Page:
Back to iTunes – where previously the dice had been rolled afresh between every song, the new system that Steve Jobs was going on about took a starting point, or “seed” song, and generated the entire playlist there and then, determining from the beginning what song would be the 10th, 20th, or 30th, in the list, for instance. If the universe were truly deterministic, as if someone pressed play on a certain song at the exact moment of the Big Bang and everything that has ever happened since has been the slow shuffle through a predetermined playlist, then nothing could ever be truly “random”. The atmospheric noise providing randomness for Random.org must have come from somewhere.
Perhaps if we could find the butterfly that beat its wings somewhere halfway across the globe, the little “seed” that triggered the series of whispers, breezes, winds, gales, and storms that caused the atmospheric noise in the first place, we could open up Random.org in front of a friend and gobsmack them by accurately predicting every next number that came up on the screen. Yet, when we are talking about such chaotic systems as the weather, we know the odds of anyone ever being able to do this are vanishingly small, so it is safe to say these numbers are about as bloody random as it is going to get.
Some, however, prefer to peer closer and look at the seemingly random behaviour of electrons and other subatomic particles. Heisenberg’s Uncertainty Principle tells us that there are some things about these minute particles that can never be truly known – the corresponding position and momentum of a particle at any given moment in time, for example – and implies that it is not always possible to predict the value of a quantity or the behaviour of a subatomic particle with full certainty, even if we did possess Laplace’s “intellect” and knew the precise starting conditions. As with many questions of quantum mechanics, the jury is still very much out on this one – Einstein himself was sceptical of true randomness and tried reaching around for proof of a deterministic universe, maintaining that “God does not play dice”.’
“Although the belief that everything unfolds from the whims of omniscient, bloodthirsty deities has gone a bit out of fashion over the years, the relentless search for meaningful patterns seems to be as much a preoccupation of the human mind as ever.”
The question is whether this behaviour, along with others, is truly random, or whether we simply have not glimpsed the underlying pattern yet. There was a time when someone who claimed that on 7 September 2993, there would be a solar eclipse for exactly 5 minutes and 33 seconds would have been laughed out of the room, sent to a psychiatric hospital, or worse. But hundreds of years of scientific enquiry later and here we are. Human civilisations have been obsessed with randomness, for better or for worse, for as long as we can tell. Surviving Roman frescoes show men playing at dice, and examinations of hordes of ancient cultures reveal the very human obsession with the determinism debate, manifested in ritual sacrifice and offerings, art and sacred texts, and the reverence laid upon oracles, prophets, and seers.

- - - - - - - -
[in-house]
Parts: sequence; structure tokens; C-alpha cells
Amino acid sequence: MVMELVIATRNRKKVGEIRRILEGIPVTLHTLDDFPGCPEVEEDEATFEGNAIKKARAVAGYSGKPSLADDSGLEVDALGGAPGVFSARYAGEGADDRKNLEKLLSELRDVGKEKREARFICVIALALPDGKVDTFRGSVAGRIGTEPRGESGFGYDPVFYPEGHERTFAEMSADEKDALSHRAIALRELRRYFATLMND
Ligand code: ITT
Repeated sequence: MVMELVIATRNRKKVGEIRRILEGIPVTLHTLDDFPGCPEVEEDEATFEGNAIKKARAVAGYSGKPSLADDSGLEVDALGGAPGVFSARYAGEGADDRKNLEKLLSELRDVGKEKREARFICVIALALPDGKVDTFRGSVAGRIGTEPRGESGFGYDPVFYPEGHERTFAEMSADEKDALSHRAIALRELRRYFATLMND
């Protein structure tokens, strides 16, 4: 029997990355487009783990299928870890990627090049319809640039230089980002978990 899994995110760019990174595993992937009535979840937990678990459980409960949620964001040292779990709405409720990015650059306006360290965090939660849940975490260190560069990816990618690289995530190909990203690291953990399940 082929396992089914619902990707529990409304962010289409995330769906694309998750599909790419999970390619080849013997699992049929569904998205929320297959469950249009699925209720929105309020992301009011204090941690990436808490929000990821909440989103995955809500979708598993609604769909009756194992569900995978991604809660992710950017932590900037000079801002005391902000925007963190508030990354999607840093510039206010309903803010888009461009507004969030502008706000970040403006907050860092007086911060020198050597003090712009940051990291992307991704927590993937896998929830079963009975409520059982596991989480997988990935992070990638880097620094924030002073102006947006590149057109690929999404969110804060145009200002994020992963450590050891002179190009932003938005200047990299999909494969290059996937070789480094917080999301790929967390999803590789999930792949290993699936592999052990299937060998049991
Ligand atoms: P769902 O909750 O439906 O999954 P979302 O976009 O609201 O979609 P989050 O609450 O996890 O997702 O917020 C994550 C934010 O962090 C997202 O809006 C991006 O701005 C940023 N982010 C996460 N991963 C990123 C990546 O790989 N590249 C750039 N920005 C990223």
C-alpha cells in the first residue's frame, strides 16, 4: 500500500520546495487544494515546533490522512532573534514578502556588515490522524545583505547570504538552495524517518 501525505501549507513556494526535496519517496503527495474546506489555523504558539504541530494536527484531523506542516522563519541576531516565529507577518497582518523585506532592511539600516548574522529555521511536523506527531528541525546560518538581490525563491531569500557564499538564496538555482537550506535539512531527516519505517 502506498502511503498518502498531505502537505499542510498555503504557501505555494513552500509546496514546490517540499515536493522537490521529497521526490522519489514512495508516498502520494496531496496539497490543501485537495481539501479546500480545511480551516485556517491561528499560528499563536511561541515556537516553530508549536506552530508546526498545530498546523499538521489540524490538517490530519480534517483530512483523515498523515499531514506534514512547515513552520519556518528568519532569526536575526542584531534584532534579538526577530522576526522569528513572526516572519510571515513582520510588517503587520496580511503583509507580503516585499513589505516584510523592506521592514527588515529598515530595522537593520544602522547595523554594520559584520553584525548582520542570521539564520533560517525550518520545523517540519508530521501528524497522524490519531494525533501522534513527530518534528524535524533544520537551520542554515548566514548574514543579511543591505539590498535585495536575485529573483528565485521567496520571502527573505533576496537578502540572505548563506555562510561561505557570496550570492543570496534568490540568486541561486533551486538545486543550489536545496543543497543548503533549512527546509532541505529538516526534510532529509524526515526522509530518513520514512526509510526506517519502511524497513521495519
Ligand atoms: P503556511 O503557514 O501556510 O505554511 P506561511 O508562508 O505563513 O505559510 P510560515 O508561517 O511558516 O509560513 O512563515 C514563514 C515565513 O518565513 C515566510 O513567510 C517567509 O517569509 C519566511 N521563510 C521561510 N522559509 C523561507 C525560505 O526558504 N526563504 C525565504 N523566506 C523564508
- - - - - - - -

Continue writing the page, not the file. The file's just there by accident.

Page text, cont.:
Although the belief that everything unfolds from the whims of omniscient, bloodthirsty deities has gone a bit out of fashion over the years, the relentless search for meaningful patterns seems to be as much a preoccupation of the human mind as ever. In 1898, American author Morgan Robertson released a novella entitled Futility, within which he introduces an enormous, 800-foot long vessel named Titan, the largest of its day. As the Titan progresses through the North Atlantic in mid-April, it hits an iceberg and, carrying only the minimum legal quota of lifeboats, many of the passengers are doomed to an icy death. Fourteen years later, and firmly outside the domain of fiction, the RMS Titanic sets sail across the North Atlantic, destined for Newfoundland. The ship is 882ft long, the largest of its day. Tragically, the ship hits an iceberg in mid-April and, carrying only the bare minimum quota of lifeboats, proceeds to sink into the midnight depths, dooming all but the most blindly fortunate passengers to an icy death.
On such a large playing field as the earth, such bizarre coincidences will of course eventually happen, just like how the word “hello” can be reasonably expected to be nestled in the random URL of at least one of those 120 billion videos on YouTube. Morgan Robertson is no more or less prescient than your neighbour down the road boasting that it was their superior knowledge and insight that led them to bet on the winning horse at the races last weekend, rather than blind, startling luck.
So, take a moment to pause and question yourself the next few times you throw around the word “random”. True randomness is not bizarre, wacko, out of the blue, unplanned, or strange. It is just random. That’s it. Trying to look further into it, to take it in your hands and declare dominion over it is a fruitless exercise. That being said, what is fruitless can still be revelatory. Gazing into the abyss and seeing little fictions unfold is as strong an affirmation of your humanity and the power of your pattern-hungry brain as you will likely ever experience. True randomness is neither beautiful nor ugly, neither predictable nor chaotic, neither provocative nor banal, neither jarring nor soothing, neither human nor robot, and it is for precisely these reasons that you ought to be more in awe when you come across it.